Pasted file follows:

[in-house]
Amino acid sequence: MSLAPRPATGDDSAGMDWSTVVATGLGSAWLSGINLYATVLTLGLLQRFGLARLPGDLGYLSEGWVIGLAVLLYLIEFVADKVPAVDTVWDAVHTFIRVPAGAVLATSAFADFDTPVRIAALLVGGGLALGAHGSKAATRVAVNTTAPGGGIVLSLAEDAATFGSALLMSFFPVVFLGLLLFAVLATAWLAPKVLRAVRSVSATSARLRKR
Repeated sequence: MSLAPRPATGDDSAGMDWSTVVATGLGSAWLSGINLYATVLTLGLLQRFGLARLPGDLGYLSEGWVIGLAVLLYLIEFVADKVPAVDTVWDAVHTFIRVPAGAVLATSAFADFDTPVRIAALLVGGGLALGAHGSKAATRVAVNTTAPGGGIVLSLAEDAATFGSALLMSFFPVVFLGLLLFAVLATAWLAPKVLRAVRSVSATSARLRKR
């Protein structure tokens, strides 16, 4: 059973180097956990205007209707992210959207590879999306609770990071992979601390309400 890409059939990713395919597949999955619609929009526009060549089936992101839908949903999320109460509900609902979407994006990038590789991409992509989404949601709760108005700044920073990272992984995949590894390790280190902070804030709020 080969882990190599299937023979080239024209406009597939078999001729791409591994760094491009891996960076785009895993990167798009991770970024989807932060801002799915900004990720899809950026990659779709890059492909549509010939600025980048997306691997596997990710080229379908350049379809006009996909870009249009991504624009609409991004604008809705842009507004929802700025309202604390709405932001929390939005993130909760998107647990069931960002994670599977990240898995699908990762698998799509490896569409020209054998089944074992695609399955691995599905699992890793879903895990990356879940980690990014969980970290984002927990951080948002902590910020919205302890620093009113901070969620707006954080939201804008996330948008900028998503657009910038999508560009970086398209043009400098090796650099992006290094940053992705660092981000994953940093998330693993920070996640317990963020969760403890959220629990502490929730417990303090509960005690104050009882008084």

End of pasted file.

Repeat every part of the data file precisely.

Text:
[in-house]
Amino acid sequence: MSLAPRPATGDDSAGMDWSTVVATGLGSAWLSGINLYATVLTLGLLQRFGLARLPGDLGYLSEGWVIGLAVLLYLIEFVADKVPAVDTVWDAVHTFIRVPAGAVLATSAFADFDTPVRIAALLVGGGLALGAHGSKAATRVAVNTTAPGGGIVLSLAEDAATFGSALLMSFFPVVFLGLLLFAVLATAWLAPKVLRAVRSVSATSARLRKR
Repeated sequence: MSLAPRPATGDDSAGMDWSTVVATGLGSAWLSGINLYATVLTLGLLQRFGLARLPGDLGYLSEGWVIGLAVLLYLIEFVADKVPAVDTVWDAVHTFIRVPAGAVLATSAFADFDTPVRIAALLVGGGLALGAHGSKAATRVAVNTTAPGGGIVLSLAEDAATFGSALLMSFFPVVFLGLLLFAVLATAWLAPKVLRAVRSVSATSARLRKR
């Protein structure tokens, strides 16, 4: 059973180097956990205007209707992210959207590879999306609770990071992979601390309400 890409059939990713395919597949999955619609929009526009060549089936992101839908949903999320109460509900609902979407994006990038590789991409992509989404949601709760108005700044920073990272992984995949590894390790280190902070804030709020 080969882990190599299937023979080239024209406009597939078999001729791409591994760094491009891996960076785009895993990167798009991770970024989807932060801002799915900004990720899809950026990659779709890059492909549509010939600025980048997306691997596997990710080229379908350049379809006009996909870009249009991504624009609409991004604008809705842009507004929802700025309202604390709405932001929390939005993130909760998107647990069931960002994670599977990240898995699908990762698998799509490896569409020209054998089944074992695609399955691995599905699992890793879903895990990356879940980690990014969980970290984002927990951080948002902590910020919205302890620093009113901070969620707006954080939201804008996330948008900028998503657009910038999508560009970086398209043009400098090796650099992006290094940053992705660092981000994953940093998330693993920070996640317990963020969760403890959220629990502490929730417990303090509960005690104050009882008084």